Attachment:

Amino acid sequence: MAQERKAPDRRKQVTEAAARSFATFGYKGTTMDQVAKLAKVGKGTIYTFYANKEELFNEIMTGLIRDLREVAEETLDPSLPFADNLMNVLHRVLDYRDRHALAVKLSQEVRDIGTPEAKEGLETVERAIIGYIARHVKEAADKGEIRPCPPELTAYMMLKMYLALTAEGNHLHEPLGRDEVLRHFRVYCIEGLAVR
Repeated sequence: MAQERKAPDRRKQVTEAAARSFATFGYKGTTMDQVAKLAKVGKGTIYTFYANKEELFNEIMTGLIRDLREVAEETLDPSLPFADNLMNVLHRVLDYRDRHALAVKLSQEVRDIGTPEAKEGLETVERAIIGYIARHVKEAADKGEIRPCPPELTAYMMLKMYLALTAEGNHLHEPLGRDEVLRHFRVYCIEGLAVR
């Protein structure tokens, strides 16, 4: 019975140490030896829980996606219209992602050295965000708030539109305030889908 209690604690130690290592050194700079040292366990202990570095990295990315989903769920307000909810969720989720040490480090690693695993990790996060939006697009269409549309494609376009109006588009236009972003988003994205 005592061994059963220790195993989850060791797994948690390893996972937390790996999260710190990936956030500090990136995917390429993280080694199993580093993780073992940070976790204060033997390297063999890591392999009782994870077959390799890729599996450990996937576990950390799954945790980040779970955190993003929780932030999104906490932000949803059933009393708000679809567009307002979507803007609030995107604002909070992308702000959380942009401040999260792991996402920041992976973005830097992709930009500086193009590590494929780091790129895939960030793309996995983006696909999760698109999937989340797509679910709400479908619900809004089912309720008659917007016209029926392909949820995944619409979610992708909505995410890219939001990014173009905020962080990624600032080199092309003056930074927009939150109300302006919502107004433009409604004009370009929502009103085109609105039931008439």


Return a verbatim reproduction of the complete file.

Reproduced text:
Amino acid sequence: MAQERKAPDRRKQVTEAAARSFATFGYKGTTMDQVAKLAKVGKGTIYTFYANKEELFNEIMTGLIRDLREVAEETLDPSLPFADNLMNVLHRVLDYRDRHALAVKLSQEVRDIGTPEAKEGLETVERAIIGYIARHVKEAADKGEIRPCPPELTAYMMLKMYLALTAEGNHLHEPLGRDEVLRHFRVYCIEGLAVR
Repeated sequence: MAQERKAPDRRKQVTEAAARSFATFGYKGTTMDQVAKLAKVGKGTIYTFYANKEELFNEIMTGLIRDLREVAEETLDPSLPFADNLMNVLHRVLDYRDRHALAVKLSQEVRDIGTPEAKEGLETVERAIIGYIARHVKEAADKGEIRPCPPELTAYMMLKMYLALTAEGNHLHEPLGRDEVLRHFRVYCIEGLAVR
């Protein structure tokens, strides 16, 4: 019975140490030896829980996606219209992602050295965000708030539109305030889908 209690604690130690290592050194700079040292366990202990570095990295990315989903769920307000909810969720989720040490480090690693695993990790996060939006697009269409549309494609376009109006588009236009972003988003994205 005592061994059963220790195993989850060791797994948690390893996972937390790996999260710190990936956030500090990136995917390429993280080694199993580093993780073992940070976790204060033997390297063999890591392999009782994870077959390799890729599996450990996937576990950390799954945790980040779970955190993003929780932030999104906490932000949803059933009393708000679809567009307002979507803007609030995107604002909070992308702000959380942009401040999260792991996402920041992976973005830097992709930009500086193009590590494929780091790129895939960030793309996995983006696909999760698109999937989340797509679910709400479908619900809004089912309720008659917007016209029926392909949820995944619409979610992708909505995410890219939001990014173009905020962080990624600032080199092309003056930074927009939150109300302006919502107004433009409604004009370009929502009103085109609105039931008439």